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4
Introduction

Exposure to a variety of air contaminants has been shown to produce adverse health and discomfort responses in humans. In another report from the National Academy of Sciences (NRC, 1985), the methodological issues of studying exposures to air pollutants and subsequent health effects are discussed in detail. This part of the report considers issues relevant to assessing exposure to ETS. Ideally, evidence for health effects in humans should be demonstrated in epidemiologic studies that are consistent with a plausible hypothesis across a range of exposures or doses. However, many epidemiologic studies have substantial uncertainties associated with exposure variables. A framework for assessing exposures to environmental tobacco smoke (ETS) is discussed below. A variety of approaches to current and historic exposures to ETS, such as personal monitoring, locational monitoring, questionnaires, and biologic monitoring, are presented.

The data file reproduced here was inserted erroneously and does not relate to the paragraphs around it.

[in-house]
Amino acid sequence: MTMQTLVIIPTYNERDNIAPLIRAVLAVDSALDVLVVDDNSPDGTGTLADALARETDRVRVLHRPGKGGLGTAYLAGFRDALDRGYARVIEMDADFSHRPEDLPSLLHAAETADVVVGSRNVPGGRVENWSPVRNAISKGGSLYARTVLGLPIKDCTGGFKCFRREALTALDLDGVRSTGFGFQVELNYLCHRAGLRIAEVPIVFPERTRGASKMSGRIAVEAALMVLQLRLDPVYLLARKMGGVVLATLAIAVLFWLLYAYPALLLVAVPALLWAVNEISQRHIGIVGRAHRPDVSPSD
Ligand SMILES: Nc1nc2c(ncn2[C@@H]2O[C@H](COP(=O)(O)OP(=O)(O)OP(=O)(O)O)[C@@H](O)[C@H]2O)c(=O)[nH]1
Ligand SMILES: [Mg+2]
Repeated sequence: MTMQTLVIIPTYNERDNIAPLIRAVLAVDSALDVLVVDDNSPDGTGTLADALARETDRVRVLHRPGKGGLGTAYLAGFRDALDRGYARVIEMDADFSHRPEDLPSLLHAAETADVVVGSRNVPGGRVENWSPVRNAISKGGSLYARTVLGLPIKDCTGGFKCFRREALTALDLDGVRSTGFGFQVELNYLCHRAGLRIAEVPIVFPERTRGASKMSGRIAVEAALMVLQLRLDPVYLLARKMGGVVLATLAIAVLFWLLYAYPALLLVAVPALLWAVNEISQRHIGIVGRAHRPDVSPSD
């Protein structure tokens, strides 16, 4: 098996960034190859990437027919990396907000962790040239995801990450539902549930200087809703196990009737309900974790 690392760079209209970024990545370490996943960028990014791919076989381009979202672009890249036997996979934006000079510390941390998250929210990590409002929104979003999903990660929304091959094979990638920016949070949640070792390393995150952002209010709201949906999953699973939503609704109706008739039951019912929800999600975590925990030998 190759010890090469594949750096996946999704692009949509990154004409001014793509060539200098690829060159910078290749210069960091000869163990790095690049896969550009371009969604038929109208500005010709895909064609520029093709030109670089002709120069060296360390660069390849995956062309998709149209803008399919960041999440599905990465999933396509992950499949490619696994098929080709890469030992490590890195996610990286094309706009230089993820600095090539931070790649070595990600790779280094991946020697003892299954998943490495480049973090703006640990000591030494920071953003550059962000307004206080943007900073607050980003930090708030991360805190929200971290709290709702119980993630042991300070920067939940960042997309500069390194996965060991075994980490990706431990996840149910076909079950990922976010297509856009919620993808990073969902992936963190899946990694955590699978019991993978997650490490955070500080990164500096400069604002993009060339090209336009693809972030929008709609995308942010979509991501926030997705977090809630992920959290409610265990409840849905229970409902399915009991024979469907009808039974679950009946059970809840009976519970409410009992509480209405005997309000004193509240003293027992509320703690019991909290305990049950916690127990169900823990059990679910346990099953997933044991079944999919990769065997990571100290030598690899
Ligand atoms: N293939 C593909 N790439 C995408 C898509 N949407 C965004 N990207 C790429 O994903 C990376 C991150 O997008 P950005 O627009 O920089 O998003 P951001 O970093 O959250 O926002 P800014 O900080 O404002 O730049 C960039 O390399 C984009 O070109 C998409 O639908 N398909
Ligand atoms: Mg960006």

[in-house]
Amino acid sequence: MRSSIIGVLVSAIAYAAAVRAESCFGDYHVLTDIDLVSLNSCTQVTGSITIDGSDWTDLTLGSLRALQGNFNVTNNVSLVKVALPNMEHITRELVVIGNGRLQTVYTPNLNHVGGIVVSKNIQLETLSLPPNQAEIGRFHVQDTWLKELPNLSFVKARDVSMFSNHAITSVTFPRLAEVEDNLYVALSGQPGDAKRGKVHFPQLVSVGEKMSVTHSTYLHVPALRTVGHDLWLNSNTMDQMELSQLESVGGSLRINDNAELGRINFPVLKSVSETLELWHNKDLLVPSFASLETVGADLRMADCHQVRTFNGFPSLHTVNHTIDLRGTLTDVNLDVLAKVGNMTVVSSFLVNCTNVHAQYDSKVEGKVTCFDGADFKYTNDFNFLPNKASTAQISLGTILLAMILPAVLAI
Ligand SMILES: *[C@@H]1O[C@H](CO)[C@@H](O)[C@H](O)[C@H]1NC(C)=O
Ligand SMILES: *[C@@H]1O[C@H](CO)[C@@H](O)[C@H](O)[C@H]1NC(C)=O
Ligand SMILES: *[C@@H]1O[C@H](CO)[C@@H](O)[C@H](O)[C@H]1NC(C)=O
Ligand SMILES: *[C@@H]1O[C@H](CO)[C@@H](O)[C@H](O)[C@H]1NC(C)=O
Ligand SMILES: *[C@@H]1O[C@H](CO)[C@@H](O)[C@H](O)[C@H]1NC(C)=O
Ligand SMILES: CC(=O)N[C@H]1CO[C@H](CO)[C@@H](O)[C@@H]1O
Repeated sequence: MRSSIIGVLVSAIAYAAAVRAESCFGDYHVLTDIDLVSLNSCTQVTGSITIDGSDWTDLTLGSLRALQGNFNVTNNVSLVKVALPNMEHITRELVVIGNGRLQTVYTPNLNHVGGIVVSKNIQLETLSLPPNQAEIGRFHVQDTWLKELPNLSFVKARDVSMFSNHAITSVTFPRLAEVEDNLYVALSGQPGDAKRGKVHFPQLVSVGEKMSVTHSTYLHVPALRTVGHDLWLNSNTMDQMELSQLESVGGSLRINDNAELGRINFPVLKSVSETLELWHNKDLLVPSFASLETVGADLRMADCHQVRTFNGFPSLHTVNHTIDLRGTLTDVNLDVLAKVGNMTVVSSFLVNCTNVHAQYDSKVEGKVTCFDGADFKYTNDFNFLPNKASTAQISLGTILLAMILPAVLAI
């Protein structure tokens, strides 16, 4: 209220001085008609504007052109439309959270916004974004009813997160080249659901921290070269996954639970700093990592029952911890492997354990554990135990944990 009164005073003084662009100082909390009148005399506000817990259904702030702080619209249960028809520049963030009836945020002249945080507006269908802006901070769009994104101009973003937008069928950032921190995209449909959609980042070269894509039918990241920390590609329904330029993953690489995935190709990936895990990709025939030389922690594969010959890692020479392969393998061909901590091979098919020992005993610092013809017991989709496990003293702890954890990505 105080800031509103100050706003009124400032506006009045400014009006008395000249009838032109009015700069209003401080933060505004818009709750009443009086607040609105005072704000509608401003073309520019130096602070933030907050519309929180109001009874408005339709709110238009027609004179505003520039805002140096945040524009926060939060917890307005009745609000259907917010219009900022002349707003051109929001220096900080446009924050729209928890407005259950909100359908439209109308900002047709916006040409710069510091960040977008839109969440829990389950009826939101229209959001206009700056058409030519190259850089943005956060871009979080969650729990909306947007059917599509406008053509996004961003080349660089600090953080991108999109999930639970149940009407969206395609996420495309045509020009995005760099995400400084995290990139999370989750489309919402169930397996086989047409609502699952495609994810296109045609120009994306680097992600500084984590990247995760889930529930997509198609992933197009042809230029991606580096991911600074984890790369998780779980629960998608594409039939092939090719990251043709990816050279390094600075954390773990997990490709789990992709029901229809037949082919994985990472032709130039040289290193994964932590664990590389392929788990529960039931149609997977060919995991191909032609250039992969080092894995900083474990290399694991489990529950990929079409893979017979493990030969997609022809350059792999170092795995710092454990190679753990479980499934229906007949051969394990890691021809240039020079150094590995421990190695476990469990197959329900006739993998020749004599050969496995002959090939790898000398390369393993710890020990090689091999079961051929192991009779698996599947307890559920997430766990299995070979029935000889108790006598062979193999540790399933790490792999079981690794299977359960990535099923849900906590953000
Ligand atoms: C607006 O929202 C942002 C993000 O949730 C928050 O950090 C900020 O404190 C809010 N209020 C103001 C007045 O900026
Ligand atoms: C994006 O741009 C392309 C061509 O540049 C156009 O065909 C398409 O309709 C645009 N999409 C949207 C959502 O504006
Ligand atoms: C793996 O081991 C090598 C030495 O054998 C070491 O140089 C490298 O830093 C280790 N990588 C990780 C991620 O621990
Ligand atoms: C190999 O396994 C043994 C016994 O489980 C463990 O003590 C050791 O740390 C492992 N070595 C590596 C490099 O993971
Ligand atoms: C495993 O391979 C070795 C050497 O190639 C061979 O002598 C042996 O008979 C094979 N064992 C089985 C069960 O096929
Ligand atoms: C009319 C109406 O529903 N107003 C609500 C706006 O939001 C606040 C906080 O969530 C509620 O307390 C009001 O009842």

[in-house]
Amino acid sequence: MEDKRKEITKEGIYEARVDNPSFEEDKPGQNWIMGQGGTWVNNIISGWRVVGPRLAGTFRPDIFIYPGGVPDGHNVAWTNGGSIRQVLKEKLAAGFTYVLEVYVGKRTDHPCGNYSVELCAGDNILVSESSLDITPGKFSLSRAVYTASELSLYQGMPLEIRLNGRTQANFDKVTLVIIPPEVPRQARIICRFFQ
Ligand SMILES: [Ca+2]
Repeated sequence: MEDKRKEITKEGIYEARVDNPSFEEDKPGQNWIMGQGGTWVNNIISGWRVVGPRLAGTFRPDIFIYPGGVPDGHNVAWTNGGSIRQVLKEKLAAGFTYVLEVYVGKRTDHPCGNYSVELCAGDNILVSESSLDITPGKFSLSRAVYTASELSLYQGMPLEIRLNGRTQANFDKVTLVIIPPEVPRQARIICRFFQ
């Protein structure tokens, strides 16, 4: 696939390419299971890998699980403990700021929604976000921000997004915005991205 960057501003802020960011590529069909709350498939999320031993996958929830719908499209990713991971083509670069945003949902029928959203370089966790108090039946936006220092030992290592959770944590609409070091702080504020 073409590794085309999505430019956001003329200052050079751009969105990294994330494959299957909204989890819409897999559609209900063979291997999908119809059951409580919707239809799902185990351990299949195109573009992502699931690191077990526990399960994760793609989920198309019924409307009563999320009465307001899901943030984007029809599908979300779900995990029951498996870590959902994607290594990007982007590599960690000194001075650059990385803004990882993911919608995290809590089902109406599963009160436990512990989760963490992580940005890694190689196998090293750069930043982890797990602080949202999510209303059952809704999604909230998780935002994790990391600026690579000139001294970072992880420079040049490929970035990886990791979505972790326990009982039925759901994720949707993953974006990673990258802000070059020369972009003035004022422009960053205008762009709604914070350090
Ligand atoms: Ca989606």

Concentrations of air contaminants exhibit pronounced spatial and temporal variations, regardless of the microenvironments in which they are found (outdoors, residential, industrial, etc.). Ideally, identifying the air contaminant or class of contaminants implicated in producing adverse health or comfort effects is essential in designing an air-monitoring program. In practice, however, it is often necessary to monitor a class of contaminants (for instance, total mass of respirable particles) or a proxy contaminant (for instance, nicotine), when the specific air contaminant producing the adverse impact can not be identified or easily measured. The air contaminants associated with ETS are comprised of a